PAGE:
The domino effect-or being snowballed-is something nobody wants to experience with a car ... that is, unless it's positively natured of course. When it comes to rusty metal, however, if there are any signs of cancer, best to catch it "all" and treat accordingly. In other words, get it before it continues consuming your car's sheetmetal, especially from beneath a fresh paintjob.

Just because a car needs a rocker (or both) replaced doesn't necessarily mean it's going to need new floors, too. Well, not always, but that was the case with this particular '47 Chevy Fleetline-as it turned out, the rockers were the "least" of the problems when it came to dealing with rusted-out sheetmetal. Structurally speaking, I honestly have no clue how the car held such nice gaps (with doors that opened and closed like butter, no less) with the lower body support system-floors-as unsupportive as they were.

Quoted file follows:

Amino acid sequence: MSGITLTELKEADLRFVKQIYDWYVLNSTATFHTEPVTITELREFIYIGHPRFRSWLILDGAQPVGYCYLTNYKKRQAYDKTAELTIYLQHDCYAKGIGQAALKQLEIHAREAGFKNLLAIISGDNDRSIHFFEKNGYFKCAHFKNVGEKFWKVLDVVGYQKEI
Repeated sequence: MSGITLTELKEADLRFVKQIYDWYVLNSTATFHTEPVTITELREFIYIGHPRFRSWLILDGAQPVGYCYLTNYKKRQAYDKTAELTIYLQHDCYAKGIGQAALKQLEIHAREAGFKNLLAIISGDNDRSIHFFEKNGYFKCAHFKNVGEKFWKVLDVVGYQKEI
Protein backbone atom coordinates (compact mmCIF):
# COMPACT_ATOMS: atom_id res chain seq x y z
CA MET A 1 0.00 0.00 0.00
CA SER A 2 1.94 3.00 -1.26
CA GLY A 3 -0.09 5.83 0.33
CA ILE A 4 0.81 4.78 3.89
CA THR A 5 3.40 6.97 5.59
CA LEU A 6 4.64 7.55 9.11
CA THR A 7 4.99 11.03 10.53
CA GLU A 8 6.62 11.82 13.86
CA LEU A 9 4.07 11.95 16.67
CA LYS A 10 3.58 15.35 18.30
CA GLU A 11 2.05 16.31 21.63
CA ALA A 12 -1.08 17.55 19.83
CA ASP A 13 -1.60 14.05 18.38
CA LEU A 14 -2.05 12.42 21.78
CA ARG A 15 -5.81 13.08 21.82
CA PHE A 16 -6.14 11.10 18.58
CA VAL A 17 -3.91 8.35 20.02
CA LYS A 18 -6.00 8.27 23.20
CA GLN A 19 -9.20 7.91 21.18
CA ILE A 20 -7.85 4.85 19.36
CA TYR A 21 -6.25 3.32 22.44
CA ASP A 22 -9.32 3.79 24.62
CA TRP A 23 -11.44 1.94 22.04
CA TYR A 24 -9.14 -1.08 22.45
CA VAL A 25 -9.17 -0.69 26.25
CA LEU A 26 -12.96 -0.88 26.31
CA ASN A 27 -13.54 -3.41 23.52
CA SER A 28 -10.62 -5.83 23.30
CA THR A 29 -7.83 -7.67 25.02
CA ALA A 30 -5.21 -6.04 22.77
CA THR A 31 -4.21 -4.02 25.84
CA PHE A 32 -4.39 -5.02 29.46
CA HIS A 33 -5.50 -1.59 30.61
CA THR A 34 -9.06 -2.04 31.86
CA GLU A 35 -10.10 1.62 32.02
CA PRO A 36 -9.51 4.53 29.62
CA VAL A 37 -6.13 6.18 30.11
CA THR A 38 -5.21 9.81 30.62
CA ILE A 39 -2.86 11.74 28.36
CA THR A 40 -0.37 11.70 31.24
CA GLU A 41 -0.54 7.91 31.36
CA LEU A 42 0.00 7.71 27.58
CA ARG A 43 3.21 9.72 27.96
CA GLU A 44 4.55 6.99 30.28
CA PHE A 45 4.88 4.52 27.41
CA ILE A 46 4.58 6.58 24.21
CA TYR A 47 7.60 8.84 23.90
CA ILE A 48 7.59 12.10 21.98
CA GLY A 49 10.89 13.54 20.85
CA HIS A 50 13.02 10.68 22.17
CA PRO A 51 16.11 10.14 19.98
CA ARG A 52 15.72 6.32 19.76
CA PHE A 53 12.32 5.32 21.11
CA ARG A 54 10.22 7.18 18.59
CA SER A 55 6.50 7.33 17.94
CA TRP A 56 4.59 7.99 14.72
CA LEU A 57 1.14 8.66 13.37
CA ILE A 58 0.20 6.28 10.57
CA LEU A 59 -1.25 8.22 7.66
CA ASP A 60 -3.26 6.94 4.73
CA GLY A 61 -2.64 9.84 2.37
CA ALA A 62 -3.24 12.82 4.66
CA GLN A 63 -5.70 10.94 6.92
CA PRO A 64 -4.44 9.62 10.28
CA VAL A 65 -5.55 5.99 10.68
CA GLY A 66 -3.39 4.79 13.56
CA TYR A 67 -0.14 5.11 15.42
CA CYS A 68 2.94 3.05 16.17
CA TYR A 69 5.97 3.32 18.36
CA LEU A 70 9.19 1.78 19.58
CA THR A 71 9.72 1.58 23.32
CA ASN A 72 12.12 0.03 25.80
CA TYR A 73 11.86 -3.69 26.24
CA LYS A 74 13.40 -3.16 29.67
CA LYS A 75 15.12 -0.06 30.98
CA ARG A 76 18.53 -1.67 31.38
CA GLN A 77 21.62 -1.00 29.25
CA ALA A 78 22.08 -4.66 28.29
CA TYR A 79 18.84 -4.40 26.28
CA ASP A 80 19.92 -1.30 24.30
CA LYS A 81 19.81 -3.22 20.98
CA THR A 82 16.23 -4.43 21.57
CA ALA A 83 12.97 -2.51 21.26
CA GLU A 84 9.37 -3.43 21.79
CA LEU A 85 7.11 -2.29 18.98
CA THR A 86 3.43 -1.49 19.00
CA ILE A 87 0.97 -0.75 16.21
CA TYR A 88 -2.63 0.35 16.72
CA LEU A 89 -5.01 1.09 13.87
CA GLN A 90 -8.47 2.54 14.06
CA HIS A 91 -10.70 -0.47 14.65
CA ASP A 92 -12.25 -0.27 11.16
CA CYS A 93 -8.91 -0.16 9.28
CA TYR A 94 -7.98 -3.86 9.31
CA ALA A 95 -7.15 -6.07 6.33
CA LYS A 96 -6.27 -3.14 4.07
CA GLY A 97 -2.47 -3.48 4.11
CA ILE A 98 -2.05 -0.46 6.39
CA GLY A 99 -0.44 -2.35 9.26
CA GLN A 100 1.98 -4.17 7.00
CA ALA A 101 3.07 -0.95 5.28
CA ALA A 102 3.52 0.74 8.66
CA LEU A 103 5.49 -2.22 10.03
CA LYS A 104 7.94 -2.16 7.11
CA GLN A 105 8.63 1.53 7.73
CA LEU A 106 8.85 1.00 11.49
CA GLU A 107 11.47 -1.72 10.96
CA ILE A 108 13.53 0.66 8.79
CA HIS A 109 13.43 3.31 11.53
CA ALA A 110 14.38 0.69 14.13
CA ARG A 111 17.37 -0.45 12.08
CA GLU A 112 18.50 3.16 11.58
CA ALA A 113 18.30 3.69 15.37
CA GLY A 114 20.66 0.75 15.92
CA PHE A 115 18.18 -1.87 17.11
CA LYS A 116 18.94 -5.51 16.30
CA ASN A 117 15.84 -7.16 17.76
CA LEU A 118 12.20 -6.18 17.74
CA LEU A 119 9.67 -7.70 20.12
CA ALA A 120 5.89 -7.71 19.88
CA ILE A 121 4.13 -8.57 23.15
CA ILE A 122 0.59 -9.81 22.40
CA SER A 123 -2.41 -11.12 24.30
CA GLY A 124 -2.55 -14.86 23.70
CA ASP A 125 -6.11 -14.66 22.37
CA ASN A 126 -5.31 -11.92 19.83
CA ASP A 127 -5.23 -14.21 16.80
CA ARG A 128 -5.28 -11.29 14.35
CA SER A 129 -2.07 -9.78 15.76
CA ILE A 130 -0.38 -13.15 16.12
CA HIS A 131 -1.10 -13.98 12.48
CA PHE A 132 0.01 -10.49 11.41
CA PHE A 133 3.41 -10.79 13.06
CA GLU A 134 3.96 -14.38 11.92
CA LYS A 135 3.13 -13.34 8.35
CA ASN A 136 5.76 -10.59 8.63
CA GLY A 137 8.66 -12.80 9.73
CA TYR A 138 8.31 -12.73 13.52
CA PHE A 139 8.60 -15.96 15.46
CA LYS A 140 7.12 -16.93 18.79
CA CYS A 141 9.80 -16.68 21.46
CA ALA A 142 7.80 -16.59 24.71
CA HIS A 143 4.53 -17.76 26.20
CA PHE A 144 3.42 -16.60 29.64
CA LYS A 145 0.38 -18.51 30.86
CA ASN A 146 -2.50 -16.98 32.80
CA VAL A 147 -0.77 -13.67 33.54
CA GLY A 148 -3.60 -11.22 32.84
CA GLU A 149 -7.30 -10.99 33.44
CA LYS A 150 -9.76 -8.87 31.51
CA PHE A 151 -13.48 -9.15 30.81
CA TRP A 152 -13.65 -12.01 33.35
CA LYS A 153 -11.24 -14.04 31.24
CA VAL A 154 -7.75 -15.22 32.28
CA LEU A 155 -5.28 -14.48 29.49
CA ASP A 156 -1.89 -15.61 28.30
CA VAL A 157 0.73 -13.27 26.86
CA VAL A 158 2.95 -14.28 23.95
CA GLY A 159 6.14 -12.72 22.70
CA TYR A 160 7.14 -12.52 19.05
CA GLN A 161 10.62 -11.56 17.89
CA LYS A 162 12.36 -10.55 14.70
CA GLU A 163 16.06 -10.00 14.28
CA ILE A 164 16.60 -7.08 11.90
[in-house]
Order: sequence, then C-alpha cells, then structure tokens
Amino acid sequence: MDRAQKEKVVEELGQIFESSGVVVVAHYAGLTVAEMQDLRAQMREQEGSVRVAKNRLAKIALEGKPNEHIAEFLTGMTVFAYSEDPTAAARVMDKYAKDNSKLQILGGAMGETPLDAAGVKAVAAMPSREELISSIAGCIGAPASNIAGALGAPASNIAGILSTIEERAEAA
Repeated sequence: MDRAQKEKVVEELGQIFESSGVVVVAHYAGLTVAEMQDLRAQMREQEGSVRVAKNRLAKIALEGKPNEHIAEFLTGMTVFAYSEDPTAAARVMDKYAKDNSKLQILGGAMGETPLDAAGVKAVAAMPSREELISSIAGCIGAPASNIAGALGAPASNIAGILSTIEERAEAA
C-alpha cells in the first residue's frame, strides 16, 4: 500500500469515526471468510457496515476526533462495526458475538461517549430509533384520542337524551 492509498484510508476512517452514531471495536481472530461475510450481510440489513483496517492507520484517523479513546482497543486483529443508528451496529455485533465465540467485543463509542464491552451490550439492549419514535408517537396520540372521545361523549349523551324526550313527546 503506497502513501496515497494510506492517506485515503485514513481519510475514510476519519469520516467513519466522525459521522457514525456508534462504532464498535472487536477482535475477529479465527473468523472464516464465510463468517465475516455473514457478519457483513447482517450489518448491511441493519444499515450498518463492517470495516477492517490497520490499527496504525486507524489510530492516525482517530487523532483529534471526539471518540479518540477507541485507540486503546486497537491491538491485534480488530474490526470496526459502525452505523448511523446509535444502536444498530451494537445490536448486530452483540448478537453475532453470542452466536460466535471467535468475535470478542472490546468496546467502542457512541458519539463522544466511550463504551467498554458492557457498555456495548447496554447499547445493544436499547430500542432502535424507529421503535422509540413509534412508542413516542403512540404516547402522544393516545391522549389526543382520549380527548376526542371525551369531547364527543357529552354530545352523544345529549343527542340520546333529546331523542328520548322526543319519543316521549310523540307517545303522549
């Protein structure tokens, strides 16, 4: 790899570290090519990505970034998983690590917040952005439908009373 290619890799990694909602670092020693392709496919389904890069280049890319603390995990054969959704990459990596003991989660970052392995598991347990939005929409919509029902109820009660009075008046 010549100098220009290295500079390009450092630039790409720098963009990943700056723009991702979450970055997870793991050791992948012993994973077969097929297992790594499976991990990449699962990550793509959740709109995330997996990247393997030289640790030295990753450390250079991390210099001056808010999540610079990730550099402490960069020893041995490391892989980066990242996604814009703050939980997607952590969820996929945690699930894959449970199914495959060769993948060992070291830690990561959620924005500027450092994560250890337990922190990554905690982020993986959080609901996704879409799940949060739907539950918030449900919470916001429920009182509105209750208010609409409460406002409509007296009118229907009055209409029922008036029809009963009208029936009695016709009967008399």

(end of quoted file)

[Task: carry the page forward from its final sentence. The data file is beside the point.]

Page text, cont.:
As the brethren Jobe and Cain at Jimenez Brothers Customs were fashioning up a new raised rear floor configuration to allow sufficient clearance for the ShockWave four-link rearend, it started becoming more and more apparent that the hand-fabbed rear section would likely turn out to be the easiest of the sheetmetal work. The closer things got toward the front of the car, we realized that we'd have to replace the entire floorboards-right and left, front and rear! Good thing "they" were already in the mood for metalwork because if it had been entirely up to me, I might have started looking for another body!

Suffice it to say, this '47 will undoubtedly have one of the stoutest flooring foundations around when all's said and done-and we're just about done with the metalwork ... time to start thinking about playing around with House of Kolor's all new VOC-compliant Shimrin II line here before long!